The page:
The world's most amazing roller coasters

The world's most amazing roller coasters

Hey, where did my stomach go?

The world's population easily falls into two categories: those who think roller coasters are awesome and are then christened awesome in the process and those stupid other people.

For those who enjoy the fun of theme parks and life in general, roller coasters provide an endless source of excitement. For the rest, well they were probably scared off by the mere title of this article.

To reward the thrill-seeking side of the world, we've assembled a list of the most amazingly terrifying roller coasters in existence.

Anyone up for joining us on a very long and very expensive trip around the globe?

Kingda Ka, New Jersey

The world's tallest roller coaster reaches a height of 139m at its highest point. To put things in perspective, that's even taller than the London Eye and that moves at a glacial pace. It's named after a Bengal tiger, which should give you some idea of its fierceness. Oh and as well as being the world's tallest, it also has the world's fastest drop. Here's what it looks like on the front row:

Formula Rossa, Abu Dhabi

Probably the classiest ride on the list (since it exists in a park called Ferrari World), it's also the newest of them all. Since it's such a young upstart, it's already bagged one of the most intimidatingly brilliant records available, becoming the world's fastest roller coaster. Its top speed is 150 mph and it managed to get there in just 4.9 seconds. Because of the speed, you'll need to wear protective glasses if you sit at the front. In case of insects. Hmmm, we'll take the back then.

Takabisha, Fujiyoshida

In case you weren't aware, the word takabisha translates as "dominant" in English. This should give you some idea that you're not going to have much control over your embarrassingly shouty reaction to this one. As the world's steepest roller coaster, it boasts a drop angle of 121° and since it's over in just two minutes, you'll barely have a chance to comprehend how damn steep that is.

Steel Dragon 2000, Kuwana Mie

Another Japanese entrant on the list (yes, we're booking our tickets too) is named after the year it opened. But don't assume that it's past-it when compared to some of the younger rides on the list. It still holds the record for the longest track which is just under 2500m. Due to the amount of steel required for earthquake protection, it cost a whopping $50 million, putting its manufacturer out of business. But boy, what a way to go.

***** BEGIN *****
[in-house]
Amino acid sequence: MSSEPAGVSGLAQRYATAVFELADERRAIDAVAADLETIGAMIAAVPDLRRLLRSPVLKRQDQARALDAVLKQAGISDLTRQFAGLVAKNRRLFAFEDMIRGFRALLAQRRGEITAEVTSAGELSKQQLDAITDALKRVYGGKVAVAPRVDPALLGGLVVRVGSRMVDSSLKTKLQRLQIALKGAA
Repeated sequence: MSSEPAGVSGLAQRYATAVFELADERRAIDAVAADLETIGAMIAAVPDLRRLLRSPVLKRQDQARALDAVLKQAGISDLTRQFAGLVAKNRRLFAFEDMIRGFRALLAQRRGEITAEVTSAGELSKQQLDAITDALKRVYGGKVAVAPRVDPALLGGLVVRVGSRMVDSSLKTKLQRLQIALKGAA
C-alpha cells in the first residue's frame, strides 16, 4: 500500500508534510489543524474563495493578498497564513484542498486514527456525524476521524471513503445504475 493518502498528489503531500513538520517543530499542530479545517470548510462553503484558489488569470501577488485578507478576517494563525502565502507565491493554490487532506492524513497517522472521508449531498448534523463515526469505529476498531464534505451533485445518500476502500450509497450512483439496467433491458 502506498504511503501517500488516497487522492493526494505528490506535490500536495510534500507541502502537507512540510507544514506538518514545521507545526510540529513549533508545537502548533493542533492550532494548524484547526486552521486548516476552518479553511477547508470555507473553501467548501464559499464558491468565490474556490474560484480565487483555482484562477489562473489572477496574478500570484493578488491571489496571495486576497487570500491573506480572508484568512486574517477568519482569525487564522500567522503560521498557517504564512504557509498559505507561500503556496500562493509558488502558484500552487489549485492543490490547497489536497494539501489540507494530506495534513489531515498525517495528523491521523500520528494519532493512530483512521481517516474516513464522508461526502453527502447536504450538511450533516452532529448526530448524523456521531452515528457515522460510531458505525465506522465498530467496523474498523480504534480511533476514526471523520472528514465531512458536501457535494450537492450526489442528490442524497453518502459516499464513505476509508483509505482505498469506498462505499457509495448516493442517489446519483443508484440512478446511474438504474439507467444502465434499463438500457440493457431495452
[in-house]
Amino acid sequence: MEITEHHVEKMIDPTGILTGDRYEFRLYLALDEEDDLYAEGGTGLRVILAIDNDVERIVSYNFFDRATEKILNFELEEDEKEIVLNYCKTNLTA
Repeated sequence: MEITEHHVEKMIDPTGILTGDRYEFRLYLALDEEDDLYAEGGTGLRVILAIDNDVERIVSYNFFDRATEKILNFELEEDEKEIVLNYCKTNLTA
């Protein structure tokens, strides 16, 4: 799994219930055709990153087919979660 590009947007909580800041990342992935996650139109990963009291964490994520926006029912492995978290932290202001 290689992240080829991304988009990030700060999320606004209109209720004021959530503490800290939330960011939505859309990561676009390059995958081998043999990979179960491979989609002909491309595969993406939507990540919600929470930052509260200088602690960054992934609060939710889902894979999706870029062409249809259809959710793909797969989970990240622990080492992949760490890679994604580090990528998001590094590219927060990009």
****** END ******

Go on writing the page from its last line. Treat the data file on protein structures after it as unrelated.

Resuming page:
El Toro, New Jersey

While the thought of a wooden roller coaster might have you fearing for your life, well, you might be right. The Son of Beast in Ohio had to be closed down after two major non-fatal incidents while a man died on The Cyclone in Coney Island. Anyway, on from all that depressing stuff because the El Toro at Six Flags is both safe and amazing. It has the tallest wooden roller coaster drop in the world, which you can watch right here:

Expedition GeForce, Haßloch

If there's one thing you can expect from a German roller coaster, it's efficiency and that's exactly what you get with this one. One of Europe's largest roller coasters, it has an 82° first drop and travels up to 75 mph with seven, count 'em seven, periods of weightlessness. Have an in-home sample of them right here:

Vertical Velocity, California

Although it might not hold any records like the other entrants on this list, Vertical Velocity has a rather sickening structure that runs riders along a 200m U-shaped track with two giant vertical spikes. This means you get the experience of hurtling into the ground without seeing what's to come. Easily the worst ride to face after a heavy lunch. Proof:

Eejanaika, Fujiyoshida

Now, it takes a while to get your head around this one. The crafty design allows your seat to rotate backward or forward 360 degrees in a reassuringly controlled spin. There are four rails on the track that allow this to happen as two are running while the other two are for spin control. It holds the Guinness World Record for the most inversions in the world. As you can see from this video, it's not for the faint-hearted:

(Images: M90 Photography, calltheambulance,The Crypt, Oldiesmann, Roller Coaster Philosophy, juanpg, Tenioman)

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